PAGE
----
11:40 Class begins. Holly will introduce me to the class, run through a phonetics warm-up with students,using a simple PPT presentation of images. Vocabulary and phrases used in the phonetics warm-up will mix review of old lexicon that will be needed for today's activity with new Halloween-related vocabulary (almost all of which will be cognates and thus easily memorized). Throughout the class, I will observe from the back of the room.
11:45 Warm-up conversation exercise, where students stand up and rotate quickly through new conversation partners. Holly will not correct mistakes unless necessary; the objective of this exercise is to ease students into speaking Russian. The exercise will continue the Halloween theme, but with review of old communicative tasks.11:50 Cultural information: Halloween in Russia! (No Western influence in Soviet Union; then Halloween became popular in Russia; then Russian Orthodox Church starts to pressure Russians not to celebrate Halloween due to its pagan nature; existence of Halloween celebrations among children and especially young adults, despite the Church)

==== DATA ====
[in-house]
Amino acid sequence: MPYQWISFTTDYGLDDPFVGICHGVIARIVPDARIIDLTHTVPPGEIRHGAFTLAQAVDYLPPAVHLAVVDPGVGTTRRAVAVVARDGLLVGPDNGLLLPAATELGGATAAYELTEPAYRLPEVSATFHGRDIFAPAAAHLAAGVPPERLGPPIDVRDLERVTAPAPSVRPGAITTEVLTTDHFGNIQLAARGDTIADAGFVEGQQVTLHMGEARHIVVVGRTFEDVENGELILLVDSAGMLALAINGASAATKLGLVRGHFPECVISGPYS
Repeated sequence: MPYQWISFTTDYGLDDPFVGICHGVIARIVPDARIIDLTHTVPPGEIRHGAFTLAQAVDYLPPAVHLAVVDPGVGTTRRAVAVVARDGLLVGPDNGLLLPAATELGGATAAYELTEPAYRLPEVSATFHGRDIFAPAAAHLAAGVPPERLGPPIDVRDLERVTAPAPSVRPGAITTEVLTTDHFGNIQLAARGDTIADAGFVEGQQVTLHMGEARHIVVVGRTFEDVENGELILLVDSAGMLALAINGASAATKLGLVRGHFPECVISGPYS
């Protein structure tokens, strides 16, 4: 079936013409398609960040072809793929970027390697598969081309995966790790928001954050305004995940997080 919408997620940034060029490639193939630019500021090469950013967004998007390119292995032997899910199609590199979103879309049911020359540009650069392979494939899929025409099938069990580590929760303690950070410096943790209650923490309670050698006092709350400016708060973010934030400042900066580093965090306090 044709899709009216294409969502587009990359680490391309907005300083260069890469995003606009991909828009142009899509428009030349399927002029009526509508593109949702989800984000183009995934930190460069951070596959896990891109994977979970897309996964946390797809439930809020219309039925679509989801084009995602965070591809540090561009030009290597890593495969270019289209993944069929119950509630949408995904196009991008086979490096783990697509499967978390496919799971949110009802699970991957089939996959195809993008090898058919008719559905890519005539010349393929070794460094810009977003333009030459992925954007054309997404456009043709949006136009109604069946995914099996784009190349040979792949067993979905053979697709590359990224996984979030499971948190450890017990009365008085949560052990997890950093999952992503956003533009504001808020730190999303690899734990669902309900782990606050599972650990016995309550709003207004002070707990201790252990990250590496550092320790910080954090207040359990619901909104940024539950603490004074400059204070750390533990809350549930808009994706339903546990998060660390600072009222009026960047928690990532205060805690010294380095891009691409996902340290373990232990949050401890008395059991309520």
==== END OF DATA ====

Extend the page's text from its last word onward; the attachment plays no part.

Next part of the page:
11:55 Moscow study-abroad scenario 1: pair-work exercise involving invitations for Halloween events in Moscow. Pairs choose where they are going (and why).
12:10 Moscow study-abroad scenario 2: given a budget, students discuss with each other which of the Moscow Halloween activities they choose and why.12:20 Students create their own survey questions about Halloween in NYC, with instructor supervision/assistance; instructor writes questions on the board.